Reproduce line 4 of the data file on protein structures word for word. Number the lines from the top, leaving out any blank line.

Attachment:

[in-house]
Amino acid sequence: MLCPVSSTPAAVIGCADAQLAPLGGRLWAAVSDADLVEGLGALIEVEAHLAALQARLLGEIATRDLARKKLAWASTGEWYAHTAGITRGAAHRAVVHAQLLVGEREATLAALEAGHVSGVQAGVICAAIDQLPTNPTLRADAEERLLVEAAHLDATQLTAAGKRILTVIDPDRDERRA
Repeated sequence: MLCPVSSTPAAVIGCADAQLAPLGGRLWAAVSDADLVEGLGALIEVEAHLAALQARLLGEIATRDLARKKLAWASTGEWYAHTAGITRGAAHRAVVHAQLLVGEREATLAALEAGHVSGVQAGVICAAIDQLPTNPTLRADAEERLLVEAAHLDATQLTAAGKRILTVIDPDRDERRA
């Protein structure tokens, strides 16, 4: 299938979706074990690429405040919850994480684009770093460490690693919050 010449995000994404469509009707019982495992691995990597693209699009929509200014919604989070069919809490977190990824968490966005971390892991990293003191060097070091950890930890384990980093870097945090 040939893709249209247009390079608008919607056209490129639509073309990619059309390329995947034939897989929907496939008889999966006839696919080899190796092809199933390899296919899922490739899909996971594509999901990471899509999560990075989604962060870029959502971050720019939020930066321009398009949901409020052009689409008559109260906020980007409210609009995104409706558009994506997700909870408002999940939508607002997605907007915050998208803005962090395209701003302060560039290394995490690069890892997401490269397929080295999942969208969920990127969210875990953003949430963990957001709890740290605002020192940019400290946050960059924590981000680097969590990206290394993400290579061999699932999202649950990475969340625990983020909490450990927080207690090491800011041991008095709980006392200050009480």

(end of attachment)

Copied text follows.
């Protein structure tokens, strides 16, 4: 299938979706074990690429405040919850994480684009770093460490690693919050 010449995000994404469509009707019982495992691995990597693209699009929509200014919604989070069919809490977190990824968490966005971390892991990293003191060097070091950890930890384990980093870097945090 040939893709249209247009390079608008919607056209490129639509073309990619059309390329995947034939897989929907496939008889999966006839696919080899190796092809199933390899296919899922490739899909996971594509999901990471899509999560990075989604962060870029959502971050720019939020930066321009398009949901409020052009689409008559109260906020980007409210609009995104409706558009994506997700909870408002999940939508607002997605907007915050998208803005962090395209701003302060560039290394995490690069890892997401490269397929080295999942969208969920990127969210875990953003949430963990957001709890740290605002020192940019400290946050960059924590981000680097969590990206290394993400290579061999699932999202649950990475969340625990983020909490450990927080207690090491800011041991008095709980006392200050009480």